The History of the Livermore Seagrave

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Three years after St Michaels’ Church burned to the ground, the Livermore City Board
of Trustees initiated an action to purchase a new fire truck. The Board minutes of
September 12,1919 recorded the acceptance of Resolution No. 334 resolving that the
City wished to purchase a combination fire engine and hose car capable of pumping
three hundred to six hundred gallons per minute. One month later bids were received
from Philip Coil, Inc, Schnerr & Scheeline, Seagrave, and American La France.

On November 17, 1919 the Board authorized the purchase of the highest capacity fire
truck from Seagrave Fire Apparatus Company, of Columbus, Ohio. Somewhat short
on funds, the city issued municipal bonds for $10,000, with the an additional $750 of
the purchase price apparently coming from the city cash reserves.

The Seagrave Model 66, S/N 25055, was delivered in August of 1920, and quickly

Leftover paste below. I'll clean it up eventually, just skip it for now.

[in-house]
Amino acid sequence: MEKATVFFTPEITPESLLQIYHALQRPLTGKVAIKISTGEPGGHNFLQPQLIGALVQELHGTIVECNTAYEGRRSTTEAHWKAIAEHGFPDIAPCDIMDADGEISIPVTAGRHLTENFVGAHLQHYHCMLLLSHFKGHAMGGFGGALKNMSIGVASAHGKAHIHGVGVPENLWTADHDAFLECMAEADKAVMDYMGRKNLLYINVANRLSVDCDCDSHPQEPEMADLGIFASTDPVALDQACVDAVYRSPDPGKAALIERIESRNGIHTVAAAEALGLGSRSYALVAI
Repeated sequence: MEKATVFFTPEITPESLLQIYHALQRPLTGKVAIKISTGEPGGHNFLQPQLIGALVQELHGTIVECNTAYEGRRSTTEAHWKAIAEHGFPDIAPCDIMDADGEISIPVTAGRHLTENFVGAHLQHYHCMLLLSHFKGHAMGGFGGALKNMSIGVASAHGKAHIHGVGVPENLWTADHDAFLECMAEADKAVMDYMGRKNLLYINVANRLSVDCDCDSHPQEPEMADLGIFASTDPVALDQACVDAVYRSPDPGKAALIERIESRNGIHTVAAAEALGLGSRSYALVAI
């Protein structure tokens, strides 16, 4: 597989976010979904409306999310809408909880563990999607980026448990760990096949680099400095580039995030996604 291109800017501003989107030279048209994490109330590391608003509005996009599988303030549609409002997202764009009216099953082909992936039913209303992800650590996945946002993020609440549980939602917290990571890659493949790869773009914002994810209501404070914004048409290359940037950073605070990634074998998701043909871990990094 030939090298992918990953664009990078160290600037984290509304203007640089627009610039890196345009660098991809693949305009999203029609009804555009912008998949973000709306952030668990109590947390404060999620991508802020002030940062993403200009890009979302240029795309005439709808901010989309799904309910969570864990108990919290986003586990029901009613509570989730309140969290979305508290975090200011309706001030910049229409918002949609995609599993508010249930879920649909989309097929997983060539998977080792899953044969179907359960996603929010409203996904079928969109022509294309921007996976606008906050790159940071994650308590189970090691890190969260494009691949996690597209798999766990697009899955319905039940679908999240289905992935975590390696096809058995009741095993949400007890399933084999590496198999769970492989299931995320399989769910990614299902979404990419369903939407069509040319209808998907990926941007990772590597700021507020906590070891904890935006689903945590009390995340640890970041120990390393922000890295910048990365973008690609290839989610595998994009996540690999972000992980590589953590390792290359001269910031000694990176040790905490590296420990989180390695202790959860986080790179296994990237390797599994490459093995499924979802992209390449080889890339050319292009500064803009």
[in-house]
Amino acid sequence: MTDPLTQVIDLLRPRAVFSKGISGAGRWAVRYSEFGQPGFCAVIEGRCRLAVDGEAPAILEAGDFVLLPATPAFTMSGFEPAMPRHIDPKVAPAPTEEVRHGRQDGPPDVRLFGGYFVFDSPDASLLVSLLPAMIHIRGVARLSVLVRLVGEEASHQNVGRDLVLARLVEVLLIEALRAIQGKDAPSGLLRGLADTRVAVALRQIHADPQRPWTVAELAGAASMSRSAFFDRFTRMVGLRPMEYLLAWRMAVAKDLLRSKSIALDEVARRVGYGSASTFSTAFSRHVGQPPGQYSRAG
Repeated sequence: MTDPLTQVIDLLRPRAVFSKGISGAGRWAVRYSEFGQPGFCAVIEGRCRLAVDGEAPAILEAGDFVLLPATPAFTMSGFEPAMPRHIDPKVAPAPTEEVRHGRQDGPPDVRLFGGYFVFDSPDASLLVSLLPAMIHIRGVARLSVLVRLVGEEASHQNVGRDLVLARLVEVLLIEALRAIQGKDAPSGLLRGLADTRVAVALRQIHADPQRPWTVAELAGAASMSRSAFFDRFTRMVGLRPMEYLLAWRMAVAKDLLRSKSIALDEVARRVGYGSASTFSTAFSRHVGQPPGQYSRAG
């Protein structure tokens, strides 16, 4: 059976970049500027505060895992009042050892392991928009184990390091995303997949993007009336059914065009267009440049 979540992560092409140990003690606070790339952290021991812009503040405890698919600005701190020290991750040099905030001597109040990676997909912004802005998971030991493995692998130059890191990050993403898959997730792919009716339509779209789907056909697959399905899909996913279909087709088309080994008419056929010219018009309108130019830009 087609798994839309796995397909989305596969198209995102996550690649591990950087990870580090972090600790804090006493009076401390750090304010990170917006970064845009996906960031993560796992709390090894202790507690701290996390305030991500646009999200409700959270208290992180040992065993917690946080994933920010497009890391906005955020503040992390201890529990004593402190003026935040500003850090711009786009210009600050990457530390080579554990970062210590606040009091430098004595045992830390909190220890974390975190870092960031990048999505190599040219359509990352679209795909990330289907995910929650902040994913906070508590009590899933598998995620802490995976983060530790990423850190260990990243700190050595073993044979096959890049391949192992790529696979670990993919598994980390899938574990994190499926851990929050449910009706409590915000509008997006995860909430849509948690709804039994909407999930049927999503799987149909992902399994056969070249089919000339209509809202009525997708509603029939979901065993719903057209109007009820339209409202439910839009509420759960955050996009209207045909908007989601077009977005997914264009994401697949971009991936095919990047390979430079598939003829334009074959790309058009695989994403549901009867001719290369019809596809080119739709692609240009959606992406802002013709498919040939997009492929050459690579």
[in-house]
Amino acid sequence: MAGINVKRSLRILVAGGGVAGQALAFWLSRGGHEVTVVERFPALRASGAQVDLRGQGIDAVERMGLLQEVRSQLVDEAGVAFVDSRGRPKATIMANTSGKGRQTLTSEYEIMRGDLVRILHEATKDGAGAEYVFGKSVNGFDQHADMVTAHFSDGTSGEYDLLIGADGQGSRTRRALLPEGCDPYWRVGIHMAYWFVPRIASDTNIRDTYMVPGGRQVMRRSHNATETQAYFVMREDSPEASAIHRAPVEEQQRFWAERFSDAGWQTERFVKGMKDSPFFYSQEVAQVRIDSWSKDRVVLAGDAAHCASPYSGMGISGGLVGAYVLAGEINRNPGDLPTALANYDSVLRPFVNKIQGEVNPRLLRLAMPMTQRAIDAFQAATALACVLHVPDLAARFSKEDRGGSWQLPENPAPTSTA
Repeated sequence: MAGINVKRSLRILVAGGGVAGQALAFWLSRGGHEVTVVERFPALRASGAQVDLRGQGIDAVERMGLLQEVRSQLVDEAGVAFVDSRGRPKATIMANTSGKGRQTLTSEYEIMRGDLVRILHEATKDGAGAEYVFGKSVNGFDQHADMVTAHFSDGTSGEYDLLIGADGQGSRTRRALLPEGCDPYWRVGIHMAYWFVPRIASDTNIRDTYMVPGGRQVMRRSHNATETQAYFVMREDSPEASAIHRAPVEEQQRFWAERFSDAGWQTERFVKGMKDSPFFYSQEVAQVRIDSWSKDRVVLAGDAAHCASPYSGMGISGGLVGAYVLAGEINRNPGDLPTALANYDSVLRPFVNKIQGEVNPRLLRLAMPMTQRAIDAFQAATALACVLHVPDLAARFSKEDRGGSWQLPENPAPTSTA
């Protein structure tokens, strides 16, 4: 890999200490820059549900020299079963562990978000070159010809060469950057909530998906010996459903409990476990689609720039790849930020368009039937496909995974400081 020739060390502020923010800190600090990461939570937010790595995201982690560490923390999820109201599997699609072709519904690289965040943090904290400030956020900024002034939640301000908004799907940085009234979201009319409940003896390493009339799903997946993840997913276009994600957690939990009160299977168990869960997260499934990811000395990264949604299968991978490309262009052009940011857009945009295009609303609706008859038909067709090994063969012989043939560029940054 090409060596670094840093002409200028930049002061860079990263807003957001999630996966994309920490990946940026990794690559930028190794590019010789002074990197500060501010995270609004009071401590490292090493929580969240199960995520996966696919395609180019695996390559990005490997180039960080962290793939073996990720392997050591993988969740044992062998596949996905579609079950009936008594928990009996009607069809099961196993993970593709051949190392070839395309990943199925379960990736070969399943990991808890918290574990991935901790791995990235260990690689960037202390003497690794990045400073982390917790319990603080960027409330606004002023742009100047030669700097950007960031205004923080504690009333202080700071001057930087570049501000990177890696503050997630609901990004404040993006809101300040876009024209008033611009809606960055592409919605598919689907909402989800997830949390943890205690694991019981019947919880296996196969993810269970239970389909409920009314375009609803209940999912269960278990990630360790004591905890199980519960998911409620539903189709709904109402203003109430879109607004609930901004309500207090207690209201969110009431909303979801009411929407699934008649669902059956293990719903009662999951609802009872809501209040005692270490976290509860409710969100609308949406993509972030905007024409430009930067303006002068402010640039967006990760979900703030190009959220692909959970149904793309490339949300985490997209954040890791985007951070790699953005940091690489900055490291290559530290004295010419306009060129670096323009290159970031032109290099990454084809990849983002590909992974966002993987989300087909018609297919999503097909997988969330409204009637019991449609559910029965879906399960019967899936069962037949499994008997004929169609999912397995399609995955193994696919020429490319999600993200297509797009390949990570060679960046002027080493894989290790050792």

placed into service. It was the city’s first pumper truck, and likely fought every major
fire of the era for the 1920’s hay warehouse blazes to the 1940’s Fifth Street School
Inferno.

The Seagrave was successfully used from 1920 through the mid-1950’s. The photograph
below shows the firetruck in 1951 parked along a railroad track, apparently ready for service. Note the solid robber spoked wheels of the original truck had been replaced by pneumatic tires with dual wheels at the back.

The retired Seagrave remained stored outside and was finally moved to the Livermore
Heritage Guild Duarte Garage in the 1985 time period. There it remained until
2008 when the Seagrave Restoration Project began.